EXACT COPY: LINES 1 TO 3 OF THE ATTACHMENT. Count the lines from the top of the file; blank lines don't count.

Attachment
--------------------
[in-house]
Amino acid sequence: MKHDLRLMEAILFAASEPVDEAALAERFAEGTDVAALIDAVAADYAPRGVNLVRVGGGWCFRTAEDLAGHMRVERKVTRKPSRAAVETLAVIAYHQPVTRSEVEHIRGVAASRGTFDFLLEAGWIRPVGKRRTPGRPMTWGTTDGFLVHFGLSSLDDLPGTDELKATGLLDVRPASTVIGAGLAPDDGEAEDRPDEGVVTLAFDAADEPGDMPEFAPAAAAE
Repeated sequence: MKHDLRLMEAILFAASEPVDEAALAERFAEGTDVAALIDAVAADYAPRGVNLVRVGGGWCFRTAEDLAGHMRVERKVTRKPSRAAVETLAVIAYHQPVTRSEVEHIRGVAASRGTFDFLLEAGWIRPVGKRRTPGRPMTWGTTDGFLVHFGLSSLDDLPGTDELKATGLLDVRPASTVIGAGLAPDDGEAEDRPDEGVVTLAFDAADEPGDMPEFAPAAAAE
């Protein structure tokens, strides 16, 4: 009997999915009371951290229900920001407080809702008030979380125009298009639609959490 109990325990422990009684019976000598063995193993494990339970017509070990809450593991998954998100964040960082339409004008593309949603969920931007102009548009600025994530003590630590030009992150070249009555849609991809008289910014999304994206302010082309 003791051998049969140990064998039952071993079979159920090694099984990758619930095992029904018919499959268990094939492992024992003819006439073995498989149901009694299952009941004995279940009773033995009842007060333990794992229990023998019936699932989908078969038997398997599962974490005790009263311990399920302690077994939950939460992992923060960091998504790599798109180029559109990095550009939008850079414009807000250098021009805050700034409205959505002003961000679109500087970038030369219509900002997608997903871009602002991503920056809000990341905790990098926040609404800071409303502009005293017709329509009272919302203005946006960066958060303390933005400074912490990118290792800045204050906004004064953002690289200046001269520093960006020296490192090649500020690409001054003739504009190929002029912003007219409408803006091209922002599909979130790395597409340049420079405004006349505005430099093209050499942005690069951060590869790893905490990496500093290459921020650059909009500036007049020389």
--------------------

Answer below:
[in-house]
Amino acid sequence: MKHDLRLMEAILFAASEPVDEAALAERFAEGTDVAALIDAVAADYAPRGVNLVRVGGGWCFRTAEDLAGHMRVERKVTRKPSRAAVETLAVIAYHQPVTRSEVEHIRGVAASRGTFDFLLEAGWIRPVGKRRTPGRPMTWGTTDGFLVHFGLSSLDDLPGTDELKATGLLDVRPASTVIGAGLAPDDGEAEDRPDEGVVTLAFDAADEPGDMPEFAPAAAAE
Repeated sequence: MKHDLRLMEAILFAASEPVDEAALAERFAEGTDVAALIDAVAADYAPRGVNLVRVGGGWCFRTAEDLAGHMRVERKVTRKPSRAAVETLAVIAYHQPVTRSEVEHIRGVAASRGTFDFLLEAGWIRPVGKRRTPGRPMTWGTTDGFLVHFGLSSLDDLPGTDELKATGLLDVRPASTVIGAGLAPDDGEAEDRPDEGVVTLAFDAADEPGDMPEFAPAAAAE